Why startup incubators don’t work

Why startup incubators don’t work

It is quite common that many founders drop out of school to focus on building their startups full time – so why are we sending them back in the form of accelerators and incubators?

A recent Forbes article, which changed its title in response to the internet backlash, has brought up a recurring discussion around the value-add and available data for incubators and accelerators. It is a great example of Silicon Valley’s hegemonial approach, which is supported by the rest of the world who just copy models blindly that are marketed as successful without understanding the models fully or having significant enough data to prove them.


Given the fact that the original Forbes article does not even differentiate between incubators and accelerators, in addition to spinning unfound conclusions based on lack of data (thank you Paul Smith for highlighting this lack of diligence), it is clear that even industry insiders have an ongoing debate on the difference and real value of incubators and accelerators. So maybe it’s time for alternative models to disrupt this space.

The Data Problem is Huge

The problem around data in startup ecosystems is far deeper. How can diligent research be undertaken, if it is not even possible to gather accurate data on how many “accelerators” or “incubators” there are? NESTA’s paper on “Startup Support Programmes” by researchers from the University of Cambridge and the Rupin Academic Centre in Israel, went as far as to say that the lack of longitudinal data, “made analysis of the successes of startups over time impossible to undertake”.

As of today, Angellist counts 3,338 “incubators” but these clearly include a significant percentage of accelerators such as YCombinator, which is by definition an accelerator due to its fixed time batches, and only 309 “accelerators”. Seed-DB, another often quoted source of data, lists only 232 “programs” worldwide and F6s has 5261 “accelerators” programs listed….


Source: Economist

An almost bigger problem than a general lack of data transparency, is the fact that big winners are skewed by only a handful of very successful companies. For example Y-Combinator’s majority of projected value is carried by AirBnB, Stripe and Dropbox alone. Despite this skew, myriad copy cats around the globe believe they can emulate successes through replicating these US models in their local ecosystem.

Unfortunately many have been proven wrong, through the significant difference in follow-on fundings for alumni from top tier programs (see chart) and in the continuous closing of programs around the world; here are a few examples from Berlin: Pro7’s Epic Companies, Lars Hinrich’s HackFWD or Holtzbrinck’s eLab.

With the lack of data, the market mirroring a “winner takes it all” investment landscape and many programs having shut down: why is the accelerator and incubator model still being copied blindly across the globe?


This research by Telefonica studied the number of incubators and accelerators in Germany, UK, Ireland, France, Spain, Netherlands, Sweden, Czech Republic, Slovakia and Italy.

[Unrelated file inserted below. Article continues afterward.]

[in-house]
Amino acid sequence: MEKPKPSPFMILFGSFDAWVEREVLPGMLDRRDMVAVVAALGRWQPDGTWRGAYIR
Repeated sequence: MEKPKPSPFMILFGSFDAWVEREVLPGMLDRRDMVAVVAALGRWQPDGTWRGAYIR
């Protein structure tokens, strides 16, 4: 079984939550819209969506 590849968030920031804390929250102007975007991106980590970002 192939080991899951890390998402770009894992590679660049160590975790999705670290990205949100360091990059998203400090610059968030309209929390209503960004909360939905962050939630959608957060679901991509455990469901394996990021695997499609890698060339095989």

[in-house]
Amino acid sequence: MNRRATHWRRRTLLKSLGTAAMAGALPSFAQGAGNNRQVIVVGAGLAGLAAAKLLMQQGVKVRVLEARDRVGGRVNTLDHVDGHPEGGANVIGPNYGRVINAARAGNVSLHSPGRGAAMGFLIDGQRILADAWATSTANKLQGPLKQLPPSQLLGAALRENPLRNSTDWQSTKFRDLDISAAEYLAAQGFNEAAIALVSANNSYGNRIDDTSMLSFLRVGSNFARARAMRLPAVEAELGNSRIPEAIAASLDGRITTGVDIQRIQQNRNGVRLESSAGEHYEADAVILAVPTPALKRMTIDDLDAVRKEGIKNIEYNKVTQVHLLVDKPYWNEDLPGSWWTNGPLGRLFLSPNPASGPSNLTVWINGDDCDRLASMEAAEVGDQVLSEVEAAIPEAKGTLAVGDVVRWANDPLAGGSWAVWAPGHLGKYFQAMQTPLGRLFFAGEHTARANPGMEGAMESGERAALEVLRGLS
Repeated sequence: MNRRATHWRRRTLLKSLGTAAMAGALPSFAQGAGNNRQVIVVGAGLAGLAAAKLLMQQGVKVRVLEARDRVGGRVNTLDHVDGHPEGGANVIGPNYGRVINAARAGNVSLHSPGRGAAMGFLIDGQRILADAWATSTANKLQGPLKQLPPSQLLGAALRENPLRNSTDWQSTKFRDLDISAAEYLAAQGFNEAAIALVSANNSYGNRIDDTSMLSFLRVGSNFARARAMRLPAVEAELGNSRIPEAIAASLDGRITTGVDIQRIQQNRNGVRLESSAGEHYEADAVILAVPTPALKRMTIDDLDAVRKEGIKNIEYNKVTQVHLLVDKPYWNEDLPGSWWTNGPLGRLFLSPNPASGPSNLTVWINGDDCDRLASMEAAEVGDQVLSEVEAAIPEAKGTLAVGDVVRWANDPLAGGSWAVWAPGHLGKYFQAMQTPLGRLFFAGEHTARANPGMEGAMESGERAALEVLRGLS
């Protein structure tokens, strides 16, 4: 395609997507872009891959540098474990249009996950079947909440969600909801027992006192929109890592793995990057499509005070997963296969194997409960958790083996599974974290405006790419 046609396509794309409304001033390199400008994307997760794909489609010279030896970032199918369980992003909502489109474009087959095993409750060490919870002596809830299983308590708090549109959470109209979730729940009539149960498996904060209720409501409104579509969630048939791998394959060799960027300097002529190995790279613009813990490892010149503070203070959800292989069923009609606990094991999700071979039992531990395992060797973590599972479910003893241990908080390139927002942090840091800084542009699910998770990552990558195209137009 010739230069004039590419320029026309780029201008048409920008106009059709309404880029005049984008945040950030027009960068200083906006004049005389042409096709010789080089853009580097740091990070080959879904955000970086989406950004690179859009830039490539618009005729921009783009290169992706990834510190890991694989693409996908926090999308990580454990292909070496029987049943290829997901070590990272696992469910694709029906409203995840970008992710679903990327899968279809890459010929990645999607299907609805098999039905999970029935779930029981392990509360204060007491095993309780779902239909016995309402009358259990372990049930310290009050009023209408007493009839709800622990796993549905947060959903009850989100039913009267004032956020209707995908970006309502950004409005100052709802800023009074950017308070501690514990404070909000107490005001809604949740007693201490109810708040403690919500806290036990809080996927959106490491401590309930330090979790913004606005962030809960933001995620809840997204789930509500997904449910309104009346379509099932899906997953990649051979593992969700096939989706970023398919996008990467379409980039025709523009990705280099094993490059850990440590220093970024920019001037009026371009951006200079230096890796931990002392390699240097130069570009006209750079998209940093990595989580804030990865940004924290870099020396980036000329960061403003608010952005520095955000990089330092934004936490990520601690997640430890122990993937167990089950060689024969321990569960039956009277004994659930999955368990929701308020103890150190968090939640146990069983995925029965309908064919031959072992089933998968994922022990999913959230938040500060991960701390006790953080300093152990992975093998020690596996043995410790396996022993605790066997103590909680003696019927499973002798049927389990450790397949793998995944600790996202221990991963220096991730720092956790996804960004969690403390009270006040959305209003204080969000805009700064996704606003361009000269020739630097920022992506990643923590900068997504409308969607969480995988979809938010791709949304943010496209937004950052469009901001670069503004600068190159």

Accelerators and Incubators – Disruption has started

If global innovation through entrepreneurship is the goal and startup support programs, as the name suggests, want to facilitate this through the best possible support, it’s essential that they keep iterating on alternative models to find product-market fit in their local ecosystems. Tech ecosystems across the globe are so diverse, that startups face very different challenges and are equipped with varying skill sets and knowledge levels from the offset.

Mentors preach to iterate and iterate fast, to learn from failure, to listen to your customers and so on, yet incubator models have been around since the 1950s and accelerator models have hardly changed since YC was founded in 2005.

New models are developing around the world, a few examples include hybrids between investment, incubation and acceleration like 500Startups or Betaworks, no equity accelerators such as Mass Challenge or Bento, very short no-equity programs like Startup Weekend or Startup Bus, online programs such as 1M/1M or Society3, coworking spaces like Betahaus or Campus, or stage-agnostic larger campus models like Factory.


Some of these alternative models are moving away from strict predefined curricula, yet still offer similar added value such as a strong network, experienced mentorship and knowledge transfers such as designing proximity and serendipity through real estate. We call this organic acceleration. Serendipity, creativity or entrepreneurship cannot be taught – so why are programs still trying to emulate schooling environments for startups?

As Tony Hsieh, the founder of Zappos, puts it: “Learn by doing. Theory is nice, but nothing replaces actual experience.”

I am not advocating a definite solution – of course I’m biased towards our organic acceleration approach, but the point I would like to make is that programs, just like startups, need to learn from failure, iterate and iterate fast to continuously improve existing models so that they fit their local target market and are able to provide the best possible support systems for innovation through entrepreneurship.

In conclusion, both accelerators and incubators need to recognise and embrace the environments in which they are acting. Don’t try to implement in Poland what barely works in Silicon Valley.

Dare to be different.

p.s. I would love to hear from you in the comments on what alternative models to incubators and accelerators have developed in your local ecosystems.

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